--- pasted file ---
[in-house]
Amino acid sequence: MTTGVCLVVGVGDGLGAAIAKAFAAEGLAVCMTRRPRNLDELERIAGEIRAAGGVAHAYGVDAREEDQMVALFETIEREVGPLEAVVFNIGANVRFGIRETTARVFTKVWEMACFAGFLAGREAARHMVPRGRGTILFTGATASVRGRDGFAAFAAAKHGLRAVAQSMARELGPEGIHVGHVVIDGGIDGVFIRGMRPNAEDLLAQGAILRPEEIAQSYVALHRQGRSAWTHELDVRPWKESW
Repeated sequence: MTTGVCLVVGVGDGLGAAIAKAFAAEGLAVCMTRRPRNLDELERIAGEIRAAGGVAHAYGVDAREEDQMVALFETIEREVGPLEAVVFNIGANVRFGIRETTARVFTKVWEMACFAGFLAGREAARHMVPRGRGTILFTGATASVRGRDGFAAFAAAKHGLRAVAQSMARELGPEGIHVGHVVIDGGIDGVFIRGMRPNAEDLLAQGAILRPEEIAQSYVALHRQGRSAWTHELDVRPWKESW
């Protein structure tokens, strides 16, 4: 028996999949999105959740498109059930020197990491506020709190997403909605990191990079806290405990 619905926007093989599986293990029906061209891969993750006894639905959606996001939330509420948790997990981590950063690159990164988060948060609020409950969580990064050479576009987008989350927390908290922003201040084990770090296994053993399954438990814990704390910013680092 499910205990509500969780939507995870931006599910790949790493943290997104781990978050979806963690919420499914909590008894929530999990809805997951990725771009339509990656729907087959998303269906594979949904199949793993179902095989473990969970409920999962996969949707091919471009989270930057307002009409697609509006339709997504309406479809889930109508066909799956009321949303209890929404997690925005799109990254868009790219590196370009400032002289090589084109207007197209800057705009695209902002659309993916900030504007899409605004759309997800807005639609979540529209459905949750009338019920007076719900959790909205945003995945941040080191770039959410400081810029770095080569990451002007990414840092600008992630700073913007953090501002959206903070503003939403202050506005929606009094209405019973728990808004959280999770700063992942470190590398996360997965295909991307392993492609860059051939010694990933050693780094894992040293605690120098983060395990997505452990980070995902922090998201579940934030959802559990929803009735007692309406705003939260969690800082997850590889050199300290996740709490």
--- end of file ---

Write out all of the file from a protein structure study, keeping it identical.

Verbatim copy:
[in-house]
Amino acid sequence: MTTGVCLVVGVGDGLGAAIAKAFAAEGLAVCMTRRPRNLDELERIAGEIRAAGGVAHAYGVDAREEDQMVALFETIEREVGPLEAVVFNIGANVRFGIRETTARVFTKVWEMACFAGFLAGREAARHMVPRGRGTILFTGATASVRGRDGFAAFAAAKHGLRAVAQSMARELGPEGIHVGHVVIDGGIDGVFIRGMRPNAEDLLAQGAILRPEEIAQSYVALHRQGRSAWTHELDVRPWKESW
Repeated sequence: MTTGVCLVVGVGDGLGAAIAKAFAAEGLAVCMTRRPRNLDELERIAGEIRAAGGVAHAYGVDAREEDQMVALFETIEREVGPLEAVVFNIGANVRFGIRETTARVFTKVWEMACFAGFLAGREAARHMVPRGRGTILFTGATASVRGRDGFAAFAAAKHGLRAVAQSMARELGPEGIHVGHVVIDGGIDGVFIRGMRPNAEDLLAQGAILRPEEIAQSYVALHRQGRSAWTHELDVRPWKESW
């Protein structure tokens, strides 16, 4: 028996999949999105959740498109059930020197990491506020709190997403909605990191990079806290405990 619905926007093989599986293990029906061209891969993750006894639905959606996001939330509420948790997990981590950063690159990164988060948060609020409950969580990064050479576009987008989350927390908290922003201040084990770090296994053993399954438990814990704390910013680092 499910205990509500969780939507995870931006599910790949790493943290997104781990978050979806963690919420499914909590008894929530999990809805997951990725771009339509990656729907087959998303269906594979949904199949793993179902095989473990969970409920999962996969949707091919471009989270930057307002009409697609509006339709997504309406479809889930109508066909799956009321949303209890929404997690925005799109990254868009790219590196370009400032002289090589084109207007197209800057705009695209902002659309993916900030504007899409605004759309997800807005639609979540529209459905949750009338019920007076719900959790909205945003995945941040080191770039959410400081810029770095080569990451002007990414840092600008992630700073913007953090501002959206903070503003939403202050506005929606009094209405019973728990808004959280999770700063992942470190590398996360997965295909991307392993492609860059051939010694990933050693780094894992040293605690120098983060395990997505452990980070995902922090998201579940934030959802559990929803009735007692309406705003939260969690800082997850590889050199300290996740709490």